Four Paradigm Shifts for “Go Big or Go Home” Significance
1. Go Big … or Broad, or Deep, or Wide
There is more than one way to go big.
Bob and I had different strengths, experiences, and interests, so it is natural that our strategy for impactful living reflected those differences. Bob preferred a more focused approach to leveraging his time and talents. He typically invested in a handful of leaders for an exponential result. If Bob’s method was spending 100 hours each with 10 key players, my method is more along the lines of spending 2 hours with 500 entities. Both methods lead to impact.
I regularly interact with numerous local, national and international ministries, non-profits, and leaders on a pro-bono basis, both personally as well as through an informal SHINE network. SHINE (Strategic, Hosting and Hospitality, Interactive and Intercessory, Networking, Encouragement) provides strategic encouragement and insight to organizations that may not be in the financial position to prioritize professional coaching or consulting.
We’ve often heard the adage of being “a mile wide and an inch deep” as a negative, but imagine the reach a mile can have. If it only takes an inch for a seed to germinate and take root, the mile-wide approach may make sense in certain climates.
2. Lean Into Your Bent
Refusing a one-size-fits-all mentality frees you up to focus on how you can best use your unique giftings.
I often refer back to The Amplified Bible translation of Proverbs 22:6:
Train up a child [an impressionable person] in the way he should go [and in keeping with his individual gift or bent], and when he is old, he will not depart from it.
This verse suggests that we were created with unique and intentional wiring. It’s when we lean into our individual bent that we can best live out our God given assignment. My involvement in Halftime Institute programs has been instrumental in developing a strategy to do this.
I participated in one of the earliest prototype groups at Halftime Institute where all 12 members knew each other previously. Five years later, I was in a second Halftime group that included individuals I had never met before. The dynamic was completely different. While friends tend to give you a pass on things, the fresh insight and friction from strangers was refining and extremely valuable. Similar to today’s Halftime Institute Fellows Program, this space allowed for outside perspective that brought clarity around my specific calling and how I could best live that out.
3. Focus on Faithfulness, Not Fruit
Like Bob was known to say, “The fruit of our work grows up on other people’s trees”. It can be tempting to become over concerned with how much fruit is being produced. While it’s natural to want to know that we’re making a difference, the end results of our labor often aren’t visible until further down the line (if at all). This doesn’t mean that our efforts aren’t significant.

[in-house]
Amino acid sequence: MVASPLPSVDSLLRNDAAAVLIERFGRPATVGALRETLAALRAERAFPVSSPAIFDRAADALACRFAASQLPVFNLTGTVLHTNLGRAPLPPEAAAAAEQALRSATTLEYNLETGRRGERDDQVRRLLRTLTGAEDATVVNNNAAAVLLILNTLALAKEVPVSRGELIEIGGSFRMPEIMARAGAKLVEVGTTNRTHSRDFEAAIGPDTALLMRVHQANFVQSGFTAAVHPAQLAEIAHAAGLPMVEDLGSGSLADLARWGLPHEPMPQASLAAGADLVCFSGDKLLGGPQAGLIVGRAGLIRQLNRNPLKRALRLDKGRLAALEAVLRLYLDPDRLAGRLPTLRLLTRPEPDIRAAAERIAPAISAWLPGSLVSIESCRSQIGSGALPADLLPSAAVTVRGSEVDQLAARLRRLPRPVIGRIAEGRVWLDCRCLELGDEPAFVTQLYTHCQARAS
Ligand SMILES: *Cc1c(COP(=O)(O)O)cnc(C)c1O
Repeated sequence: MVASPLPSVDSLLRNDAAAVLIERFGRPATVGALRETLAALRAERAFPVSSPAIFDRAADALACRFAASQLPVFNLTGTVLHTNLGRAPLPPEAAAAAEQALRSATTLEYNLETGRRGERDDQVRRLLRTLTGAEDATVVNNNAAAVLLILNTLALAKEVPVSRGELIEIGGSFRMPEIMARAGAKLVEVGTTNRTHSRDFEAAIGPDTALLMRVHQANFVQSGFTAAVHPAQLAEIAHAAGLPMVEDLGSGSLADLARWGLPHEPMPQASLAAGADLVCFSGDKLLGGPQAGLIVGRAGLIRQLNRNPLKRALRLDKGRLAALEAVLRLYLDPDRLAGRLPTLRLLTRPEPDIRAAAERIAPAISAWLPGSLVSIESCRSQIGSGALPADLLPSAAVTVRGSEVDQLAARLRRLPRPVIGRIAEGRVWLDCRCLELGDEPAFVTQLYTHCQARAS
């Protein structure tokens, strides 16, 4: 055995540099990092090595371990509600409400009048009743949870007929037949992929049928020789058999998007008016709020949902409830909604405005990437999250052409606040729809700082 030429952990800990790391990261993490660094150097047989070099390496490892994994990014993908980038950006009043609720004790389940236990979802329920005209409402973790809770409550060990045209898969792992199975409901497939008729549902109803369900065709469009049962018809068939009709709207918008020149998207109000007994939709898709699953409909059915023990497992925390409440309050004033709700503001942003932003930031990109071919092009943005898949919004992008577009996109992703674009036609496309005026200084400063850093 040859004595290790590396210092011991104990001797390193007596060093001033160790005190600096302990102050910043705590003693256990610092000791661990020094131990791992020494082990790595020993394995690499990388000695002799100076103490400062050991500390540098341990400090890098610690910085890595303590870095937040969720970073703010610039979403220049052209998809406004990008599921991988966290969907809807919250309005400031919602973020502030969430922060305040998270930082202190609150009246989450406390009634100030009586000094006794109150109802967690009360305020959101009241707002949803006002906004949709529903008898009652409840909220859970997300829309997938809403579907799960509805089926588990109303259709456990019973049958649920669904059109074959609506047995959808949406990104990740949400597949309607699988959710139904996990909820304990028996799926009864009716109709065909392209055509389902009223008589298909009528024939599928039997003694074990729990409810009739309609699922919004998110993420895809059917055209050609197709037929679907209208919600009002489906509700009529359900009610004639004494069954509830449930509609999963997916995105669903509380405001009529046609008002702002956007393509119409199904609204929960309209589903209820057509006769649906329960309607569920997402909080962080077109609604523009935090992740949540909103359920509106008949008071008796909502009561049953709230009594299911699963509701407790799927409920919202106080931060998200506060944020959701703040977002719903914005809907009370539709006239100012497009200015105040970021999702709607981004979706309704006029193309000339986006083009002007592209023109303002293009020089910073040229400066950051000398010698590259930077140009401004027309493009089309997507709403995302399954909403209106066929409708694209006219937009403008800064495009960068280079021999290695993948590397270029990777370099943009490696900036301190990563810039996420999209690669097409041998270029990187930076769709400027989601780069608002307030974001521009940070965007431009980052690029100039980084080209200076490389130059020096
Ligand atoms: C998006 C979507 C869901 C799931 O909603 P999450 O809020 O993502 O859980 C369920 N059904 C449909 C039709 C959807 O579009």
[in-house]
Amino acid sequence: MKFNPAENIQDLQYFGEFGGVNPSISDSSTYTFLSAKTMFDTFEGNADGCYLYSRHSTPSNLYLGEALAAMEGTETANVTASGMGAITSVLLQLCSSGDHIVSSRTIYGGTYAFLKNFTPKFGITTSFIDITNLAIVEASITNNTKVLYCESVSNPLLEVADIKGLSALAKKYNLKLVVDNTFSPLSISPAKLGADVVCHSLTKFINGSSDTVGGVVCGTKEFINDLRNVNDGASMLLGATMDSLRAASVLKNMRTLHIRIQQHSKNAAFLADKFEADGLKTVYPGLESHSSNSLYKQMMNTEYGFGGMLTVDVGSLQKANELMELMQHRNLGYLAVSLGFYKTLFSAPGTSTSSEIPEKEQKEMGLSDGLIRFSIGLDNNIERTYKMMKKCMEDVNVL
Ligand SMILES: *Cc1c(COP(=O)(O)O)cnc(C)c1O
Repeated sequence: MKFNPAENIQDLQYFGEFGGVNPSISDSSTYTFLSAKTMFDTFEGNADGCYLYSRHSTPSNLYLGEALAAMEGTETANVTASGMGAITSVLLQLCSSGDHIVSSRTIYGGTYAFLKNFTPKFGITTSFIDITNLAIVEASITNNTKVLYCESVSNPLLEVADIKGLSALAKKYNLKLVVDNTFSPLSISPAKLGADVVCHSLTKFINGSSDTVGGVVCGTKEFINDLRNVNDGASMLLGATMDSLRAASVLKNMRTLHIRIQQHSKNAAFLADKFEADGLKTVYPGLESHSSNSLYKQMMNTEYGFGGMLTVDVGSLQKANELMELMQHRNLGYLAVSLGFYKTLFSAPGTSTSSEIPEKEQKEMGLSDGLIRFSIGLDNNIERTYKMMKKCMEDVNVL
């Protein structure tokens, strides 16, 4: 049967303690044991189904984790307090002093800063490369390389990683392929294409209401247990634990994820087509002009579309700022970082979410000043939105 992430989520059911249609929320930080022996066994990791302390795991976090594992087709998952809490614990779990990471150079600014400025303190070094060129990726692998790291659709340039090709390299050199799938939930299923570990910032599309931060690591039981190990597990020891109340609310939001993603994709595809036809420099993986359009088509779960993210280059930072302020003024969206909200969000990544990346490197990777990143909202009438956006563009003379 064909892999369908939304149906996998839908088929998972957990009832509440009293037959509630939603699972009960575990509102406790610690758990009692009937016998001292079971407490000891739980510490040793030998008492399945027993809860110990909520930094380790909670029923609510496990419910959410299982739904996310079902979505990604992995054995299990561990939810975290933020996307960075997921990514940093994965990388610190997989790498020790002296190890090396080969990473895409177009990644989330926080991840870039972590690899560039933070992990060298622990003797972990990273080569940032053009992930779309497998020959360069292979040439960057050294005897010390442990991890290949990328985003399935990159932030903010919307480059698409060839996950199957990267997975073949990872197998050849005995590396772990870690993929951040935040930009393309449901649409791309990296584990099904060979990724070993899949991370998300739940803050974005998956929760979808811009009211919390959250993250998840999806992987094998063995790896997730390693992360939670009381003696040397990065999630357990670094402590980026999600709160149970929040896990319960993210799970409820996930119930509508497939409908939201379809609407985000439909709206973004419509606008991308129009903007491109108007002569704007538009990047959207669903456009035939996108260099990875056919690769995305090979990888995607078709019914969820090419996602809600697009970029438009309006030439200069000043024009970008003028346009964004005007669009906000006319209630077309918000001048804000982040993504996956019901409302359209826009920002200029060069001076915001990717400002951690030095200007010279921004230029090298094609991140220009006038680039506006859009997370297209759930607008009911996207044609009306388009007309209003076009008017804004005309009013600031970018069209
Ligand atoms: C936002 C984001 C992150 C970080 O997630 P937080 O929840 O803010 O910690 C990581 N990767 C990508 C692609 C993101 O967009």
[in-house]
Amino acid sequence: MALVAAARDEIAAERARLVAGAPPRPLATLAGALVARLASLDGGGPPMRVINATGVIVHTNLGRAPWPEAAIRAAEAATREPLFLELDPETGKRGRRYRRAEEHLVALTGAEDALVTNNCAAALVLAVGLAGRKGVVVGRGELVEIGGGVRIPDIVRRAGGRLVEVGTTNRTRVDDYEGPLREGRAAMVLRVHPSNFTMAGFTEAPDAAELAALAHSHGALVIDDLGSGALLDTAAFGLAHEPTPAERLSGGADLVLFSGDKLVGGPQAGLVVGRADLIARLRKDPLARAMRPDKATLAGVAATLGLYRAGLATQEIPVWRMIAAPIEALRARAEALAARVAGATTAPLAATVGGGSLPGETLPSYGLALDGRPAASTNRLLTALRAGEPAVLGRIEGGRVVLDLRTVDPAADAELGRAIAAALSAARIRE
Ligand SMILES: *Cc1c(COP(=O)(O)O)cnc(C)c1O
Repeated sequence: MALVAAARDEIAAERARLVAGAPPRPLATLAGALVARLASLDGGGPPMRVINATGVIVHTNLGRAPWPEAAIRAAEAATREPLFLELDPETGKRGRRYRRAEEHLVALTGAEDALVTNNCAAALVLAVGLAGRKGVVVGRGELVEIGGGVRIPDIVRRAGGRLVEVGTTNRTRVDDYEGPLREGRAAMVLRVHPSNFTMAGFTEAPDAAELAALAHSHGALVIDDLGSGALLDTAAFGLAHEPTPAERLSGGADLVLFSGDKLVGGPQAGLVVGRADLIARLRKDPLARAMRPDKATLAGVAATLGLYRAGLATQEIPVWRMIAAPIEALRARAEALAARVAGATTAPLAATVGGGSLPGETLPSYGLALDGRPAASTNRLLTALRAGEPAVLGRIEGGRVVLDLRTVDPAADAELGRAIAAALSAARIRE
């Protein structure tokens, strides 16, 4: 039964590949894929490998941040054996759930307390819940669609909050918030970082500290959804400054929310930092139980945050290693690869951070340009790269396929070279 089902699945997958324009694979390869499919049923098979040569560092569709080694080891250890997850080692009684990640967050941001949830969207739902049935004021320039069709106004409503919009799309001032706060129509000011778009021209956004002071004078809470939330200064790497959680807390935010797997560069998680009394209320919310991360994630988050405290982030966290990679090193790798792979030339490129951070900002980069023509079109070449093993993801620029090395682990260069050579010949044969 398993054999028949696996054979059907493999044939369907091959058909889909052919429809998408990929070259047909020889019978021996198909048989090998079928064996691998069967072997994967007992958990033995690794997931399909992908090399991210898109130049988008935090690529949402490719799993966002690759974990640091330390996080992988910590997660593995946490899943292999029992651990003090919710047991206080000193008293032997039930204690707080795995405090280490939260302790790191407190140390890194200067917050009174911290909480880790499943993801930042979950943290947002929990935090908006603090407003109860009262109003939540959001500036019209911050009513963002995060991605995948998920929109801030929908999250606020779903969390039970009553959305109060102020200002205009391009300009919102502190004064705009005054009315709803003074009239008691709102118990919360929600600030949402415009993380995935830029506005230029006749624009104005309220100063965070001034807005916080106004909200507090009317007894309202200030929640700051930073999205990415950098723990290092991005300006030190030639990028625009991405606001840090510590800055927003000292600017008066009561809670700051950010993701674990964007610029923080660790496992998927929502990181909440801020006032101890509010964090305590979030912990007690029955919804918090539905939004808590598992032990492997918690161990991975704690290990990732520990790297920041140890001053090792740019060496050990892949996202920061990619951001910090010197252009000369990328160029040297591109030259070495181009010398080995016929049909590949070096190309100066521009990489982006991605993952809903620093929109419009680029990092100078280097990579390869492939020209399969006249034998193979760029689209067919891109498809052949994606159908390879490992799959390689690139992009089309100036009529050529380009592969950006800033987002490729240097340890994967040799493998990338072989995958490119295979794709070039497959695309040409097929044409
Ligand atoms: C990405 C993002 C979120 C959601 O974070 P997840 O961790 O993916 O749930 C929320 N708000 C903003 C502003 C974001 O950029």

We can focus on being faithful stewards of our time, talent, and treasure and trust God with the fruit. After all, it is the Holy Spirit who does the work according to 1 Corinthians 3:7:
“So, neither the one who plants nor the one who waters is anything, but only God, who makes things grow.”
I have the opportunity to participate in the process by planting or watering, but it is God that gives the increase. When we remember this truth, it takes the pressure off. At the end of the day, we can rely on God to equip us to fulfill His purposes in our lives.
Similarly, we can be faithful with our full stories, trusting God to use each part. I’ve learned that when I expose my own vulnerabilities, it allows others to shake off their own bullet-proof mentalities. God’s faithfulness is most fully displayed in the entirety of our individual stories.
4. Redefine Dribs and Drabs
Christian Business Executive and Leadership Mentor, Fred Smith, another of my original seven, often explained that “you can never know the impact that you’re going to have on someone”.
Just as Bob was generous with his time toward me, I want to be generous in sharing my calendar with others, taking the time to learn their stories and provide input where I am able.
It is possible to look at a single, one-off conversation as a “drib or drab” in our own perspective. However, to the individual or organization on the other side of the table, the conversation may be hugely transformative. A strategic meeting with a seasoned expert will not be insignificant to a small ministry. If they are taking initiative to overcome the fear of embarrassment and seek wise counsel, who knows what God will do.
And don’t forget: If your next season mission doesn’t involve a global reach, that’s okay. Whether it’s rocking babies in an inner-city hospital or mentoring local leaders, your effort will not be perceived as a “drib or drab” to the lives you are touching. Instead, making excuses or delaying obedience is what will keep you out of the game.
Ultimately, it is less go big OR go home and more go big AND go home. Don’t quit because you’re questioning the size of your impact. Get out there and do what you’ve been called to do. Know that you have a heavenly “home” waiting for you and work for the exclamation of “Well done, my good and faithful servant” in store when you get there.
If you don’t know what it is that you’re called to do, or if you could benefit from accountability as you live that calling out, getting connected with a Halftime Coach and Cohort may be a great next step. Our Halftime Certified™ Coaches are here to act as a sounding board, thought partner, and encourager as you process and prepare for the season ahead.